Warren Buffett: Instead of Boosting Pay, Just Send Tax Money to America’s Poorest

Voicing concern over America’s widening income inequality gap, multi-billionaire investor Warren Buffett thinks he may have a solution — give poor people money via the tax system.

Buffett believes that expansion of the Earned Income Tax Credit system (EITC) will mean more money in the hands of hard-working but less-skilled Americans.

A “refundable” tax credit, the EITC reduces the tax obligation for working class Americans with very low incomes. In some cases, families that owe no tax nevertheless receive a refund check.

“The Earned Income Tax Credit is the best way to put money in the pockets of people that don’t fit well under the market system, but that are perfectly decent citizens,” said Buffett.

“You want them to get a little bit more of their share.”

Buffett asserts that the United States government has enough resources to adequately help every working American.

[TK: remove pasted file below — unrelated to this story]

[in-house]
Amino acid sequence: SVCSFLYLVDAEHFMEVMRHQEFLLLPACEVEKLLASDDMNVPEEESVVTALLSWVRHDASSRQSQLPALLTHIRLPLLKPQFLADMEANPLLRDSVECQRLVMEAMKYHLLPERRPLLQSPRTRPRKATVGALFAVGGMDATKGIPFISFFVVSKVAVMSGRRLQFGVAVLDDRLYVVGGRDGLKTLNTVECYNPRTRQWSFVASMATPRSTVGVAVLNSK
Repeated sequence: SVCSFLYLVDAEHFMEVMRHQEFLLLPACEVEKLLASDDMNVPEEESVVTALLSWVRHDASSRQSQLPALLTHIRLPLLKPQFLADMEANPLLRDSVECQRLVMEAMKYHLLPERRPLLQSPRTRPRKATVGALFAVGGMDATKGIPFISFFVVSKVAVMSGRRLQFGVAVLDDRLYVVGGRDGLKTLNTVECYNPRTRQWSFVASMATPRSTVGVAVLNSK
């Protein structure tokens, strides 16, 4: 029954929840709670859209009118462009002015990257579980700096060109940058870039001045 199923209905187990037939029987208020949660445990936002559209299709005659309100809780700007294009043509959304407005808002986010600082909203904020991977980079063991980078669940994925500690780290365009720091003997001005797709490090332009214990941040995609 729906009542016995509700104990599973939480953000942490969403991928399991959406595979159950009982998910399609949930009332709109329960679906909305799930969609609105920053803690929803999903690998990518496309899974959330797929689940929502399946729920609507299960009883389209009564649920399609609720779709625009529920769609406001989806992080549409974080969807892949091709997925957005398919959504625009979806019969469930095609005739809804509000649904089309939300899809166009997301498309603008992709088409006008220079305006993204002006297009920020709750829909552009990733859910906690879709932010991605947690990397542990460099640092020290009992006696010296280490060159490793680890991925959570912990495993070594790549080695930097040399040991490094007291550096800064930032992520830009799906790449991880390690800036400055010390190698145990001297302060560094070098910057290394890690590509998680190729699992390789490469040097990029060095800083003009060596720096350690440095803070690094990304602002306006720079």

Every working American, he says, contributes a per-person gross domestic product equivalent of $60,000.

Buffett believes that Americans should be able to afford to live an existence without struggle. This should be true, he if you’re “just a good citizen, raise nice kids, help in the neighborhood and everything else, but you don’t have market-related skills.”

Minimum wage problems

Expanding the EITC will benefit working class Americans more than raising the minimum wage, which is currently $7.25, Buffett argues. He believes that raising the minimum wage will benefit high-skilled workers but leave workers with basic skills “mired in poverty.”

There are studies that back up Buffet’s assertions.

For instance, incremental increases in the minimum wages can cause corresponding decreases in employment. One study found that a 1% increase in the minimum wage could lead to a 1% decrease in employment over the span of a decade.

The reason? Businesses with lower standards of quality, and offering lower pay, are more likely to close after a minimum wage increase.

Also, higher skilled workers are more likely to find work opportunities after a minimum wage increase than workers with basic skills.

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